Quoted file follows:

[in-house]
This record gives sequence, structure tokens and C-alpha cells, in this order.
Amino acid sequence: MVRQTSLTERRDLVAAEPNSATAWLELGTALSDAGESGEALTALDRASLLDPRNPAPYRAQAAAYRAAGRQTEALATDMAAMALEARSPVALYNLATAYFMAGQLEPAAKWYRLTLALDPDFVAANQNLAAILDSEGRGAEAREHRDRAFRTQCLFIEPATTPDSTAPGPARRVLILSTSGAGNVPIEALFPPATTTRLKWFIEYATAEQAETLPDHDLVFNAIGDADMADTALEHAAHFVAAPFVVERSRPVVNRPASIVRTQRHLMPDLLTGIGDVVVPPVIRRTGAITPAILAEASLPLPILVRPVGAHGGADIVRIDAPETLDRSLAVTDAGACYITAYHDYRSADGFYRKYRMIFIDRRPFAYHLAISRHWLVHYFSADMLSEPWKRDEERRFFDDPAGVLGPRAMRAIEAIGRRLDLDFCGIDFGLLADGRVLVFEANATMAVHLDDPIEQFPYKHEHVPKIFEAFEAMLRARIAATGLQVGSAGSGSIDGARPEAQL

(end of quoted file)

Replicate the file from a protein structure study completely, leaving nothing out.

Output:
[in-house]
This record gives sequence, structure tokens and C-alpha cells, in this order.
Amino acid sequence: MVRQTSLTERRDLVAAEPNSATAWLELGTALSDAGESGEALTALDRASLLDPRNPAPYRAQAAAYRAAGRQTEALATDMAAMALEARSPVALYNLATAYFMAGQLEPAAKWYRLTLALDPDFVAANQNLAAILDSEGRGAEAREHRDRAFRTQCLFIEPATTPDSTAPGPARRVLILSTSGAGNVPIEALFPPATTTRLKWFIEYATAEQAETLPDHDLVFNAIGDADMADTALEHAAHFVAAPFVVERSRPVVNRPASIVRTQRHLMPDLLTGIGDVVVPPVIRRTGAITPAILAEASLPLPILVRPVGAHGGADIVRIDAPETLDRSLAVTDAGACYITAYHDYRSADGFYRKYRMIFIDRRPFAYHLAISRHWLVHYFSADMLSEPWKRDEERRFFDDPAGVLGPRAMRAIEAIGRRLDLDFCGIDFGLLADGRVLVFEANATMAVHLDDPIEQFPYKHEHVPKIFEAFEAMLRARIAATGLQVGSAGSGSIDGARPEAQL